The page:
(To be continued. . . )

REFERENCES

1. SIACHEN: Conflict Without End, Lt. Gen. V.R.Raghavan, Viking, 2002

Monday, December 20, 2010

Perfidious Musharraf and his Recent TV Interview - Part I

A few days back, Mr. Arnab Goswami of the Times Now TV channel conducted an interview with Gen. (r) Musharraf. He asked him a set of fifteen questions to which Gen. Musharraf, the once proud member of the SSG (Special Services Group) of the Pakistani Army (a position that he seems to value more than all the other illustrious positions that he held in the Pakistani Army) gave replies in his usual I-am-always-right-and-blunt demeanour.

Any lay audience would have easily found out the perfidy he paraded and the evasiveness he displayed. Mr. Arnab Goswami, in my opinion, had done his home work. He led Gen. (r) Musharraf step-by-step like a lamb being led to the slaughterhouse and Mr. Musharraf fell for it. Of course, as they say, once you lie you have to lie a thousand times more to cover up that original lie. Having built-up his recent career, at least from the time of his coup in circa 1999, entirely on lies and duplicity, Gen (r) Musharraf has but no option other than to keep lying even as the façade gets blown off rather quickly. I felt therefore that Mr. Goswami stopped short of embarrassing Gen (r) Musharraf completely though he could have done so easily. However, the interview left no one in doubt about the the liar that Gen (r) Musharraf is.

I thought therefore that I would dwell on some aspects of the interview that caught Gen (r) Musharraf like an emperor with no clothes.

The interview started off with the denial of visa recently by the Government of India (GoI) to Gen (r) Musharraf. On this trip, he wanted to visit several Indian cities and address meetings, like he has been doing recently in the US. The GoI was quite correctly wary of such a proposal coming from a General who as the Chief of Army Staff (COAS) of the Pakistani Army (PA) refused to show the simple courtesy of saluting the Indian Prime Minister Mr. Vajpayee when he visited that country, who plotted secretively the Kargil war even as the Indian Prime Minister was engaged in ground-breaking peace dialogue, who thundered in Muzzafarabad after usurping power from Mr. Nawaz Sharif that jihad had shifted decisively to Kashmir from Afghanistan, who on his very first Indian visit berated India in an editors’ meeting in New Delhi just before the Agra talks etc. etc.

In the aftermath of visa denial, Gen (r) Musharraf who felt slighted, had vowed never to visit India thereafter. When queried on this visa denial issue, a chastened (that was how I felt since he spoke in a conciliatory tone) Gen (r) Musharraf claimed that he had visited India thrice and he could not therefore understand what the fuss was all about. While it is true that he visited India thrice after his Kargil misadventure and the subsequent assumption of power in the coup, two of them were undertaken in his official capacity as the President of Pakistan (Indo-Pak Summit in July 2001 and April 2005) and the third was a private visit for attending a specific international conference organized by India Today. His current visit was meant to bolster his image back in Pakistan since he is now head of a political party, All Pakistan Muslim League (APML), a proposition GoI would not like. Let us remember that it was India’s invitation to the then CEO of Pakistan, Gen. Musharraf, that legitimized him among the world community. He hurriedly relieved the then President Rafique Ahmed Tarar and assumed Presidency so that he could fly into India as the President of Pakistan. India did not want to allow its soil to be used for his rehabilitation once again. No amount of doing seminar circuits in the US would bring him the kind of publicity among the Pakistani masses that a single meeting in India can do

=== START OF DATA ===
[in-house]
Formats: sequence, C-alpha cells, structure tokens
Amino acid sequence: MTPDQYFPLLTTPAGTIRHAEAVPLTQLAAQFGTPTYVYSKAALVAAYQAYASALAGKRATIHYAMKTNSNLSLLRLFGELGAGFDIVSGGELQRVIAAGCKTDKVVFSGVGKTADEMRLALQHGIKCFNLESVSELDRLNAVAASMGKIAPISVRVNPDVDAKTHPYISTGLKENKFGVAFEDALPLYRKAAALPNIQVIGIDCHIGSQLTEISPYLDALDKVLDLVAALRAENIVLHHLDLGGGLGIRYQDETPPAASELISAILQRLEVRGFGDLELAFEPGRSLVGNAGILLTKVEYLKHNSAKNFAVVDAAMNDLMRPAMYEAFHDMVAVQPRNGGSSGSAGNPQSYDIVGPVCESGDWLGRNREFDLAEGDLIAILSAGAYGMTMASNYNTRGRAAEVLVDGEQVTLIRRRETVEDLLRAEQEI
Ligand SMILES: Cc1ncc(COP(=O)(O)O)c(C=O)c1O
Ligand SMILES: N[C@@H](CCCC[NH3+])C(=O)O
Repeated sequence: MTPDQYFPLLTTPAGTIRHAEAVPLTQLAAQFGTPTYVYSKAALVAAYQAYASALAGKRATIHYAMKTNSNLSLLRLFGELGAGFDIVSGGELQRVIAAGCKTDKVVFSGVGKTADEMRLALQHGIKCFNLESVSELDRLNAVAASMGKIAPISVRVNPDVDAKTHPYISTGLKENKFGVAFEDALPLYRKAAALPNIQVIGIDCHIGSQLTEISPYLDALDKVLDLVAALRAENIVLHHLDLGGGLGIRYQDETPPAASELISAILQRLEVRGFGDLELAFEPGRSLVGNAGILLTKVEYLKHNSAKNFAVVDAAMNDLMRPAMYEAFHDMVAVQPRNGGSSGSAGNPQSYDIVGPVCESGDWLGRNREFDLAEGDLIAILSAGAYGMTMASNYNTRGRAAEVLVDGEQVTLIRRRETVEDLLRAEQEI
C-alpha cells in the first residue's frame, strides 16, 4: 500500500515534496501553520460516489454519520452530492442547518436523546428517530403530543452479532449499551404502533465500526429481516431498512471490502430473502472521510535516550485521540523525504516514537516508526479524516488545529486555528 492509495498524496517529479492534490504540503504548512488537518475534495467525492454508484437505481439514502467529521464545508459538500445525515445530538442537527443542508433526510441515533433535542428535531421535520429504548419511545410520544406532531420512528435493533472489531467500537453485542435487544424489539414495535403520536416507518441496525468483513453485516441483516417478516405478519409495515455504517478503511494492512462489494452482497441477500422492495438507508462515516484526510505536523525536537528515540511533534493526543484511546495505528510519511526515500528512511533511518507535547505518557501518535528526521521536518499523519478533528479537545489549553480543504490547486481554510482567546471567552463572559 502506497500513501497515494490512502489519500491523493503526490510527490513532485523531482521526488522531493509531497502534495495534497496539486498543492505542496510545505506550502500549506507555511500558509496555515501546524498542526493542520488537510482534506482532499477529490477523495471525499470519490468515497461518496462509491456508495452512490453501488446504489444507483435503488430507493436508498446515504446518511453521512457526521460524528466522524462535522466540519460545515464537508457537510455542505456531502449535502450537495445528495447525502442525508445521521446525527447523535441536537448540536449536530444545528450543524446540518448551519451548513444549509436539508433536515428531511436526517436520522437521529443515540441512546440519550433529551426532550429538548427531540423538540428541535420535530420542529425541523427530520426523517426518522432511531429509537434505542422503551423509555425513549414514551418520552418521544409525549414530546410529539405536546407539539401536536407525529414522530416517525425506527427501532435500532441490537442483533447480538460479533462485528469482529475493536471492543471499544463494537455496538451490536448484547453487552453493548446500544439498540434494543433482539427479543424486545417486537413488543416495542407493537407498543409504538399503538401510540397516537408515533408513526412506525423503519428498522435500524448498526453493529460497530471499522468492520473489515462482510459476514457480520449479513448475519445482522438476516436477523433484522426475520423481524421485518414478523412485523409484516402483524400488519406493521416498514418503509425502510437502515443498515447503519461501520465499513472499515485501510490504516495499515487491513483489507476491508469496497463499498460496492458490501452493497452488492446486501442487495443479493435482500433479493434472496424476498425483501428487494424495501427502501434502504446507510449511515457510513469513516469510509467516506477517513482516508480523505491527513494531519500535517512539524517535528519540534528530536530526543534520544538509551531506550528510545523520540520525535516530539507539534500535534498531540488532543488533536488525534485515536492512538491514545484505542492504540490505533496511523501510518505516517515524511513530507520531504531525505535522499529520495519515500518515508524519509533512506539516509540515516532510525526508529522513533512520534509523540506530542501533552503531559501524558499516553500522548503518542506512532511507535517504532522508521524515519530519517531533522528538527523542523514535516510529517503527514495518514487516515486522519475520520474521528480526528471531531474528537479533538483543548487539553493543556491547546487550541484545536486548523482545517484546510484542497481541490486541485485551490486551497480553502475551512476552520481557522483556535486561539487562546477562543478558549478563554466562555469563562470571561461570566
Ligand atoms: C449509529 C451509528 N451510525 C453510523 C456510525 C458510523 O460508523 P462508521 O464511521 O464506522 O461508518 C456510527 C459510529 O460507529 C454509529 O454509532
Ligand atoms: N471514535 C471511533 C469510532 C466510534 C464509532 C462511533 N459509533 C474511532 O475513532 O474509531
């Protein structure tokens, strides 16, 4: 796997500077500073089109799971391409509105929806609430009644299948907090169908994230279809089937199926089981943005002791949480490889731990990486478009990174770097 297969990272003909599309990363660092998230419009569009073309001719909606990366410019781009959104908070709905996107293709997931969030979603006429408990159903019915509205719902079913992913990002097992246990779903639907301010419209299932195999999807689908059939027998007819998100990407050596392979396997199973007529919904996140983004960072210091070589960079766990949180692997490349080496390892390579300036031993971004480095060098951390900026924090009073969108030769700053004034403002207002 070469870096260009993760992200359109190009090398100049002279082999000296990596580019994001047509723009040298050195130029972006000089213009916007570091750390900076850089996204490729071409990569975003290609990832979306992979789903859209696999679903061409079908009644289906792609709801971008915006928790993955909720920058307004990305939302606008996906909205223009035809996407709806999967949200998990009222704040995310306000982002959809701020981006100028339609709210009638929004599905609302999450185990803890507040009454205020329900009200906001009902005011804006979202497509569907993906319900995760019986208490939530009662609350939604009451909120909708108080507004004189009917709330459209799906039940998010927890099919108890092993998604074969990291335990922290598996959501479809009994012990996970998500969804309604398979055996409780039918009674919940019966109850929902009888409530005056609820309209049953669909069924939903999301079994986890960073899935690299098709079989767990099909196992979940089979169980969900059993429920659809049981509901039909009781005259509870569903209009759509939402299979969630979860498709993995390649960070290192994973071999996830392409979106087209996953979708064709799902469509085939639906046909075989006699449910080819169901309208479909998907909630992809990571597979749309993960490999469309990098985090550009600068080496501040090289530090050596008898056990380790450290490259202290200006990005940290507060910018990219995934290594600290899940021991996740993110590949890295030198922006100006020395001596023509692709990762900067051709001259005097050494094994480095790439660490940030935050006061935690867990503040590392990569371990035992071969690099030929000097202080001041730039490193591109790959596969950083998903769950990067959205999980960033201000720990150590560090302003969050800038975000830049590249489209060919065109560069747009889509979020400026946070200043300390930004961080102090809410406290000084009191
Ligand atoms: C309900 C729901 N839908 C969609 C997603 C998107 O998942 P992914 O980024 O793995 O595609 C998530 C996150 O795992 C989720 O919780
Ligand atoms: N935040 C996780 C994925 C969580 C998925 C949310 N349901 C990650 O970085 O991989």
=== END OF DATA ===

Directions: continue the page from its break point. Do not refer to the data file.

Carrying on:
A digression at this point. President Tarar’s easing out from the Presidency itself was a hilarious drama. As soon as India foolishly called for the Agra Peace Summit, CEO Gen. Musharraf appointed himself as President through an Amendment to the Provisional Constitution Order (PCO), called "President's Succession Order, 2001". It reads, inter alia: "Upon the office of the President becoming vacant for any reason whatsoever, the Chief Executive of Islamic Republic of Pakistan shall be the President... and shall perform all functions assigned to the President... The Chief Executive shall hold office as President until his successor enters upon his office." It was later clarified that the Presidential Office will be held by Gen. Musharraf for a period of 5 years. But, Gen. Musharraf had to find a reason for throwing out the Nawaz Sharif nominee Justice Rafique Ahmed Tarar and here is where the Pakistani ingenuity came out in flying colours. A strange reason was adduced to the "easing out" of Pres. Tarar namely that since the National Assembly and Provincial Assemblies had been dissolved, the President elected by such bodies ceased to exist !! Thus Gen. Musharraf who called himself a ‘reluctant coup leader’ began to assume all powers, President, CEO and COAS, all rolled into one. Later he even justified this ‘multiple hats’ as ‘unity of command’, another innovative phrase just like ‘enlightened moderation’. So, how did he justify this ‘unity of command’ ? When urgent repairs had to be done in the Tarbela dam, he asked the Pakistani Army engineers to carry them out and boasted that he could take such a decision because of ‘unity of command’ !